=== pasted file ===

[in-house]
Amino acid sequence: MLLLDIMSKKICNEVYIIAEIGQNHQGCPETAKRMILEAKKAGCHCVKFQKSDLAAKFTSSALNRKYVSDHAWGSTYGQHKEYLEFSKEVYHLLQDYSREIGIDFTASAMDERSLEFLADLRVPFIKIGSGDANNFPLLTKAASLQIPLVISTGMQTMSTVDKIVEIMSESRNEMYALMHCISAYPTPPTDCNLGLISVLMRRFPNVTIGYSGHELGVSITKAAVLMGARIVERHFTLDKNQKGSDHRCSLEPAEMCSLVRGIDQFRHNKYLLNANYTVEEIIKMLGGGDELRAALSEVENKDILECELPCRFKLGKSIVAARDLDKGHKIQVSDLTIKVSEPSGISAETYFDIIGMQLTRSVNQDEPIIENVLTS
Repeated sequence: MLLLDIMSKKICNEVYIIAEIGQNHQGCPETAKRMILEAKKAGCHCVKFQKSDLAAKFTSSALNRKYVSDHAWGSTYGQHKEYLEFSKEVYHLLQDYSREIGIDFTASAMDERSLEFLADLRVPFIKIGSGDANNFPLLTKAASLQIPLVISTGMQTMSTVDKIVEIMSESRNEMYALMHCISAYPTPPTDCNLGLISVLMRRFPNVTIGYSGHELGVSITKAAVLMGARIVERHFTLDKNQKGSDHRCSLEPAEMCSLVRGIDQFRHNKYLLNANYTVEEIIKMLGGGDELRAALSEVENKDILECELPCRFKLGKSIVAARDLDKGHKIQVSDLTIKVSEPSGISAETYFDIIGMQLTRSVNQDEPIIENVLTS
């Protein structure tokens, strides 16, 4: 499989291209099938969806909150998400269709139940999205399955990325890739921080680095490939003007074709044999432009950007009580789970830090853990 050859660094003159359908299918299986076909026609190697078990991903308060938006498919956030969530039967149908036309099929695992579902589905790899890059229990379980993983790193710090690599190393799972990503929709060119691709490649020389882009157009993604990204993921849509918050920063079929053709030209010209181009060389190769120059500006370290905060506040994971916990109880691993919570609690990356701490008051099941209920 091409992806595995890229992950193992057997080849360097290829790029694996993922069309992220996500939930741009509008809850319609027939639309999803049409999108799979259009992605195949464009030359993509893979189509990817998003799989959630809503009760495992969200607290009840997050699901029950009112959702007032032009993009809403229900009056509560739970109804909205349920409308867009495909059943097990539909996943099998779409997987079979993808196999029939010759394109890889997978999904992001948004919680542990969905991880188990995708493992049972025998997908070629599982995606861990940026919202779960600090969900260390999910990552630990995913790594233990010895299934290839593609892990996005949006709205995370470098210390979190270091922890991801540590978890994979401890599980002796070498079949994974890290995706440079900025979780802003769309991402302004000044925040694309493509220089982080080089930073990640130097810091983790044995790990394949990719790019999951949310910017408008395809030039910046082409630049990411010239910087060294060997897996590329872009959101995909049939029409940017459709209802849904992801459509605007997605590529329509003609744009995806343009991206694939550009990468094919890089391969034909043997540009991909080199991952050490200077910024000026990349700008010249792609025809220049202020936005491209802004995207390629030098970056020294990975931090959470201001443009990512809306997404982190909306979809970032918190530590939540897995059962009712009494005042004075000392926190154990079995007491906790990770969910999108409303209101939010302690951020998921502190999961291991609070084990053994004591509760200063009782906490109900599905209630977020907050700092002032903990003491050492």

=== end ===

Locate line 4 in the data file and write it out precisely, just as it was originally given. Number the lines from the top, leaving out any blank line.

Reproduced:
């Protein structure tokens, strides 16, 4: 499989291209099938969806909150998400269709139940999205399955990325890739921080680095490939003007074709044999432009950007009580789970830090853990 050859660094003159359908299918299986076909026609190697078990991903308060938006498919956030969530039967149908036309099929695992579902589905790899890059229990379980993983790193710090690599190393799972990503929709060119691709490649020389882009157009993604990204993921849509918050920063079929053709030209010209181009060389190769120059500006370290905060506040994971916990109880691993919570609690990356701490008051099941209920 091409992806595995890229992950193992057997080849360097290829790029694996993922069309992220996500939930741009509008809850319609027939639309999803049409999108799979259009992605195949464009030359993509893979189509990817998003799989959630809503009760495992969200607290009840997050699901029950009112959702007032032009993009809403229900009056509560739970109804909205349920409308867009495909059943097990539909996943099998779409997987079979993808196999029939010759394109890889997978999904992001948004919680542990969905991880188990995708493992049972025998997908070629599982995606861990940026919202779960600090969900260390999910990552630990995913790594233990010895299934290839593609892990996005949006709205995370470098210390979190270091922890991801540590978890994979401890599980002796070498079949994974890290995706440079900025979780802003769309991402302004000044925040694309493509220089982080080089930073990640130097810091983790044995790990394949990719790019999951949310910017408008395809030039910046082409630049990411010239910087060294060997897996590329872009959101995909049939029409940017459709209802849904992801459509605007997605590529329509003609744009995806343009991206694939550009990468094919890089391969034909043997540009991909080199991952050490200077910024000026990349700008010249792609025809220049202020936005491209802004995207390629030098970056020294990975931090959470201001443009990512809306997404982190909306979809970032918190530590939540897995059962009712009494005042004075000392926190154990079995007491906790990770969910999108409303209101939010302690951020998921502190999961291991609070084990053994004591509760200063009782906490109900599905209630977020907050700092002032903990003491050492």